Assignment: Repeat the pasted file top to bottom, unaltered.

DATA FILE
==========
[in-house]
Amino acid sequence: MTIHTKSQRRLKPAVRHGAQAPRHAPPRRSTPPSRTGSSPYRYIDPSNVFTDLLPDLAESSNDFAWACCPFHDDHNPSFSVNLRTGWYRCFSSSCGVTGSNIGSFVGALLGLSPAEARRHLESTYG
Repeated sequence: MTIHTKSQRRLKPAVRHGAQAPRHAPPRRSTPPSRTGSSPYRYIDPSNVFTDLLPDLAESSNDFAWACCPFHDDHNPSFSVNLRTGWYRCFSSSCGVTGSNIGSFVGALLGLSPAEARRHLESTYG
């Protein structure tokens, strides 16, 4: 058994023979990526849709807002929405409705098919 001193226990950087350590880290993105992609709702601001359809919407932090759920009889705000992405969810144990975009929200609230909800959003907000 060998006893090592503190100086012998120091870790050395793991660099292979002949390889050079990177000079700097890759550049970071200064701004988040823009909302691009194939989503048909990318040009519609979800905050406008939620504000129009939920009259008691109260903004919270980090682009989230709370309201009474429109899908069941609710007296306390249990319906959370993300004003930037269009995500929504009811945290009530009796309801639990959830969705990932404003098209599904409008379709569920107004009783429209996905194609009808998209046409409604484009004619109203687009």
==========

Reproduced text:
[in-house]
Amino acid sequence: MTIHTKSQRRLKPAVRHGAQAPRHAPPRRSTPPSRTGSSPYRYIDPSNVFTDLLPDLAESSNDFAWACCPFHDDHNPSFSVNLRTGWYRCFSSSCGVTGSNIGSFVGALLGLSPAEARRHLESTYG
Repeated sequence: MTIHTKSQRRLKPAVRHGAQAPRHAPPRRSTPPSRTGSSPYRYIDPSNVFTDLLPDLAESSNDFAWACCPFHDDHNPSFSVNLRTGWYRCFSSSCGVTGSNIGSFVGALLGLSPAEARRHLESTYG
């Protein structure tokens, strides 16, 4: 058994023979990526849709807002929405409705098919 001193226990950087350590880290993105992609709702601001359809919407932090759920009889705000992405969810144990975009929200609230909800959003907000 060998006893090592503190100086012998120091870790050395793991660099292979002949390889050079990177000079700097890759550049970071200064701004988040823009909302691009194939989503048909990318040009519609979800905050406008939620504000129009939920009259008691109260903004919270980090682009989230709370309201009474429109899908069941609710007296306390249990319906959370993300004003930037269009995500929504009811945290009530009796309801639990959830969705990932404003098209599904409008379709569920107004009783429209996905194609009808998209046409409604484009004619109203687009």